• Article
    27 February 1997

    The immediate catalyst for the current prominence of working time in UK
    industrial relations is the failure in November 1996 of the Government's
    attempt to have the EU Directive on certain aspects of the organisation of
    working time (Council Directive 93/104/EC of 23 November 1993) annulled by
    the European Court of Justice (ECJ). Steps are being taken to implement the
    Directive, though the present Conservative Government hopes to get the
    Directive "disapplied" if it wins the forthcoming general election. Also
    important, however, is the growing debate about the implications for the
    well-being of individuals and their families of the fact that UK's hours of
    work are long in comparison with other EU member states.

  • Article
    27 February 1997

    The Dutch Government wants to allow employers temporary exemptions from the
    legal minimum wage [1] (WML- wettelijk minimumloon), and to that end, a bill
    was submitted to Parliament in 1996. The target group consists of long-term
    unemployed people aged between 20 and 65. The purpose of the bill is to give
    such people the prospect of qualifying for a full-time job while working. The
    definition of "long-term unemployed" is taken from an existing statutory
    regulation.

    [1] www.eurofound.europa.eu/ef/efemiredictionary/minimum-wage-4

  • Article
    27 February 1997

    The end of 1996 and the first two months of 1997 were marked by a wave of
    strikes that began last November and December, upsetting the relative
    industrial calm that had existed over recent years. The strikes peaked during
    January but continued throughout February, for at least certain groups of
    employees, though by then they had begun to peter out. The strikes represent
    basically a head-on clash with the Government's policy of austerity, and
    focus primarily on discontent with the tax system and a recently-passed tax
    law. This clash also acquired a political character, since the demands of
    workers across various sectors converged and merged within the wider context
    of discontent.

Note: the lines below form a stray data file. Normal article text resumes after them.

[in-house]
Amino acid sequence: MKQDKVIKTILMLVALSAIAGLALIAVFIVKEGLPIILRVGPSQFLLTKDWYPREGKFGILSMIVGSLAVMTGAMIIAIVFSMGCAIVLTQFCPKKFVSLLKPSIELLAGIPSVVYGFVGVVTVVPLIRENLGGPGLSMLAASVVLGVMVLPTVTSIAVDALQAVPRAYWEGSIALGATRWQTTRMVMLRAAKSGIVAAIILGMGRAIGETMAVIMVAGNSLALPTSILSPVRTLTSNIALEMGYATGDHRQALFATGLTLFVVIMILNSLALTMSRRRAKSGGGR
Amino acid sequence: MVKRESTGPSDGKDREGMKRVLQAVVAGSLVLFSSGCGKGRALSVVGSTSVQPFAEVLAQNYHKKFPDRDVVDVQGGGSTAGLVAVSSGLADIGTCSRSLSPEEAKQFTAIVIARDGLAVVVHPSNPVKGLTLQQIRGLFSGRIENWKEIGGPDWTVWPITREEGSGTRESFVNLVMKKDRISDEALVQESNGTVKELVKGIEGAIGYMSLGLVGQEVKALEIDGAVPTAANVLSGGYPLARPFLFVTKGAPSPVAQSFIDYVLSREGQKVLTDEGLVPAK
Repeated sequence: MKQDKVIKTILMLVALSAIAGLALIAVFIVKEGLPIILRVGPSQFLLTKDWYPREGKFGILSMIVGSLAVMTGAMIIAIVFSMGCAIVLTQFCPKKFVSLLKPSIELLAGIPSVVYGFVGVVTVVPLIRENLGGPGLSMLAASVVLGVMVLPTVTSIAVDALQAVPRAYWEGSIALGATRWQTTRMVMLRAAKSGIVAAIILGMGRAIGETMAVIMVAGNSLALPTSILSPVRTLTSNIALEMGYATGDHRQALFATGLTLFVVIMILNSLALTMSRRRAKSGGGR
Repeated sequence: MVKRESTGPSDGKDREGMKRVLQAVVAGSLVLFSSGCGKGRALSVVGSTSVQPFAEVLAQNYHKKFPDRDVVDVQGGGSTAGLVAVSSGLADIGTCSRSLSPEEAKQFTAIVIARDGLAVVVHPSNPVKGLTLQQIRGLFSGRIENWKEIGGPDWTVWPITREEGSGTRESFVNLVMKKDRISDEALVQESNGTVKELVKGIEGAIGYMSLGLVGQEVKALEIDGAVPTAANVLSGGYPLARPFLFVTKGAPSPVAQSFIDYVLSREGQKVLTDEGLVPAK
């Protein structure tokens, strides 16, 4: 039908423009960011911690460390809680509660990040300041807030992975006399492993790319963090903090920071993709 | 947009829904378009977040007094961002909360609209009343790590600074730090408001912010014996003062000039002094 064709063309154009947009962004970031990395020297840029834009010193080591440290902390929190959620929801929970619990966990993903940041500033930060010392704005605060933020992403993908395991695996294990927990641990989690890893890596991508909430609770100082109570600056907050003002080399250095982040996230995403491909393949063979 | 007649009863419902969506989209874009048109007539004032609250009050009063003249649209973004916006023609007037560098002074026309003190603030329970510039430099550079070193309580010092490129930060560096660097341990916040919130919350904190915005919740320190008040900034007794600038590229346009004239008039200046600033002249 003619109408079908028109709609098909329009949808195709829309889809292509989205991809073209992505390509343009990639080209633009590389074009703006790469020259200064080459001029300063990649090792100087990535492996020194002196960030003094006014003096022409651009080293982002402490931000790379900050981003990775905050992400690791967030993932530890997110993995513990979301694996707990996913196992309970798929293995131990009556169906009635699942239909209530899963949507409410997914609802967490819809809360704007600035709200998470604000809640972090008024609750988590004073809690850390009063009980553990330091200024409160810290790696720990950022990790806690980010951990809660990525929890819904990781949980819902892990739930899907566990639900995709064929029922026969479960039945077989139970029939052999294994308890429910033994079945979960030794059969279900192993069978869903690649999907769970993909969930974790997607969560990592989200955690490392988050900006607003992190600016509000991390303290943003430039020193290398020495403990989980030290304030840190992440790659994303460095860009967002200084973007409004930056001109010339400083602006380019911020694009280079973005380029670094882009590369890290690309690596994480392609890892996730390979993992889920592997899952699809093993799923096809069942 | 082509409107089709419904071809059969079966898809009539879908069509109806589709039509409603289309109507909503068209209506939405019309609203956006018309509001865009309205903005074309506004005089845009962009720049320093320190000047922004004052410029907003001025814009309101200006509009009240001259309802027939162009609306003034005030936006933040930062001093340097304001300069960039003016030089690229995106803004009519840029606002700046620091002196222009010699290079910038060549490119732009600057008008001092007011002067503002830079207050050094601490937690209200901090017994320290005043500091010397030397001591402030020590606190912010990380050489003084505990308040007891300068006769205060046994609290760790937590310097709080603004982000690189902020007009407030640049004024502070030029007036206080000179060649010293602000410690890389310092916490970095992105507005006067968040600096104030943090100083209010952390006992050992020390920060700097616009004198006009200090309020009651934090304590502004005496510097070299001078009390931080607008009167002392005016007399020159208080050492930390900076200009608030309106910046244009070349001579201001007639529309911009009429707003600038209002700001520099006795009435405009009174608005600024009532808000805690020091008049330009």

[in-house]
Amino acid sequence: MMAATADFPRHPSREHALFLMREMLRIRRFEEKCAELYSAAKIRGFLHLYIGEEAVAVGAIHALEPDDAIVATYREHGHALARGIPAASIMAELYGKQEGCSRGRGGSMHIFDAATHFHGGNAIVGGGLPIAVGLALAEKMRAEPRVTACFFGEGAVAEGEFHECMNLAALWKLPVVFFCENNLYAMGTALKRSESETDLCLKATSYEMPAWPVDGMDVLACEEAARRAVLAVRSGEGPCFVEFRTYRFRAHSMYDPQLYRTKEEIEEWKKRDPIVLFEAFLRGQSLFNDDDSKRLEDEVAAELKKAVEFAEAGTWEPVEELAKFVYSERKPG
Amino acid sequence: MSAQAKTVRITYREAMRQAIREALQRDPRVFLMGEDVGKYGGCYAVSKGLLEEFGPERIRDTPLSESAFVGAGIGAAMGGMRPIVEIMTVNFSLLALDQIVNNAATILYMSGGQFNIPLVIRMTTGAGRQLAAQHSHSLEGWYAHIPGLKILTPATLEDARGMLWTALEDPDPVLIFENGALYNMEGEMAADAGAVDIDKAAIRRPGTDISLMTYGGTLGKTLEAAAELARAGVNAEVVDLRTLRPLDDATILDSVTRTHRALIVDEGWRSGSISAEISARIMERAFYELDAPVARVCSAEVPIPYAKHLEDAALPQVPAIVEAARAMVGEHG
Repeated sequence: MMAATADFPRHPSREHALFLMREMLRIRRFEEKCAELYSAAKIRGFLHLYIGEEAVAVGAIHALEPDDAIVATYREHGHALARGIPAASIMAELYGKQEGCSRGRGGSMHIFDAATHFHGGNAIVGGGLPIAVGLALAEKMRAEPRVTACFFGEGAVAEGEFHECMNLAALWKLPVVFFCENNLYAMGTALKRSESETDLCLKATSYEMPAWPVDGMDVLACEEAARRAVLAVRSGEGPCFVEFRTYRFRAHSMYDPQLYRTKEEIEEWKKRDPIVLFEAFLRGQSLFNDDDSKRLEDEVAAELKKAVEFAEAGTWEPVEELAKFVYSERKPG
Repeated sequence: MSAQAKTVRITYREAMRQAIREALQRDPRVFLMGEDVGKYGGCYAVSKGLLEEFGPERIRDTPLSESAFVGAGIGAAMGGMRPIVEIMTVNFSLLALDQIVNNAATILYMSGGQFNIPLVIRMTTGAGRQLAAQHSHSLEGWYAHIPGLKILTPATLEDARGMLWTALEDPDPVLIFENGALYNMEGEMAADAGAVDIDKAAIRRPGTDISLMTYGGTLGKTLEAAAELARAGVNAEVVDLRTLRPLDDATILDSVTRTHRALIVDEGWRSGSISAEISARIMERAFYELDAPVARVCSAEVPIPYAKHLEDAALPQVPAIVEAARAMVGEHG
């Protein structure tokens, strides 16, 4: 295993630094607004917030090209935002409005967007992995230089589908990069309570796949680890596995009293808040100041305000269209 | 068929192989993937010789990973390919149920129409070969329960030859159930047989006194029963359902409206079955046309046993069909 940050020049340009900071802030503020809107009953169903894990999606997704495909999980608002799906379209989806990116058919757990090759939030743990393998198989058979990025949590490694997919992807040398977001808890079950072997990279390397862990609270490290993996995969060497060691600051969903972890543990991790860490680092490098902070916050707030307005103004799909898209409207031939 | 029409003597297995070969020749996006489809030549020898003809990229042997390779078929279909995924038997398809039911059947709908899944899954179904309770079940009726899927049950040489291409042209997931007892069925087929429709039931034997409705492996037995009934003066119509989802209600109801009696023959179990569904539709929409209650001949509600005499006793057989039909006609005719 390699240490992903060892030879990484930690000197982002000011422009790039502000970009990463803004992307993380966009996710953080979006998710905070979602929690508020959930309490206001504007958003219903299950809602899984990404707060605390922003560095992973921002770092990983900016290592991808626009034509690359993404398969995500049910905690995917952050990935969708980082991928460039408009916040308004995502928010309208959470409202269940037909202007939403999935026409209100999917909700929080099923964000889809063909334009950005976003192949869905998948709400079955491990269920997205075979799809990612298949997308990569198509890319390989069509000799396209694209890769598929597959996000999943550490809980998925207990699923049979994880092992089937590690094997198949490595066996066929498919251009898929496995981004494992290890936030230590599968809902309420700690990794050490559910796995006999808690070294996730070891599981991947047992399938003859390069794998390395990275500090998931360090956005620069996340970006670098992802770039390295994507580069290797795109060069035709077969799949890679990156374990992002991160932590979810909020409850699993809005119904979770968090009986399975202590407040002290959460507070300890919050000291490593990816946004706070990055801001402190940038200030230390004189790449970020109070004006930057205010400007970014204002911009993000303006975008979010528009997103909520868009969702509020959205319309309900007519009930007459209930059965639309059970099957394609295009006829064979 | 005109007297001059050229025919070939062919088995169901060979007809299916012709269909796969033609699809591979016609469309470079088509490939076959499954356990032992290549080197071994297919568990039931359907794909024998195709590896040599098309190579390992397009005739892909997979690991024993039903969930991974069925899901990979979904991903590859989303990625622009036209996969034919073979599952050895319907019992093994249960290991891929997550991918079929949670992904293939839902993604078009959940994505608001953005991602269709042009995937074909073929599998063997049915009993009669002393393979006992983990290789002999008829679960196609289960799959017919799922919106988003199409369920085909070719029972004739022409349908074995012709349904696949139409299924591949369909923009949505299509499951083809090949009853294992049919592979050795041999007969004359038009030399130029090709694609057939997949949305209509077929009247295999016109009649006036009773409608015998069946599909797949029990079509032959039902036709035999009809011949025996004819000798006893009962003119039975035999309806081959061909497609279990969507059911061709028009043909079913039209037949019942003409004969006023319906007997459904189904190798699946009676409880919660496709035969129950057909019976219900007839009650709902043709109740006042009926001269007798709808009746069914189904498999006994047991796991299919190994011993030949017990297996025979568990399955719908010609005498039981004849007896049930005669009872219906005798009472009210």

• Article
    27 February 1997

    The primary objectives of Partnership 2000 (P2000) are: " the continued
    development of an efficient modern economy capable of high and sustainable
    economic and employment growth and operating within the constraints of
    international competitiveness, ensuring that Irish society becomes more
    inclusive, that long-term unemployment is substantially reduced, and that the
    benefits of growth are more equally distributed. The strategy provides a
    framework within which specific issues or programmes will be developed, in
    the normal way."

  • Article
    27 February 1997

    On Sunday 2 February 1997, a so-called "multicoloured march for jobs" drew
    about 50,000 people from all over Belgium to the streets of Clabecq, a small
    industrial town on the borders of the provinces of Brabant and Hainaut.

Series

  • European Quality of Life Surveys

    The European Quality of Life Survey (EQLS) is carried out every four to five years since its inception in 2003, with the latest edition in 2016. It examines both the objective circumstances of people's lives and how they feel about those circumstances and their lives in general. It covers issues around employment, income, education, housing, family, health and work–life balance. It also looks at subjective topics, such as people's levels of happiness and life satisfaction, and perceptions of the quality of society.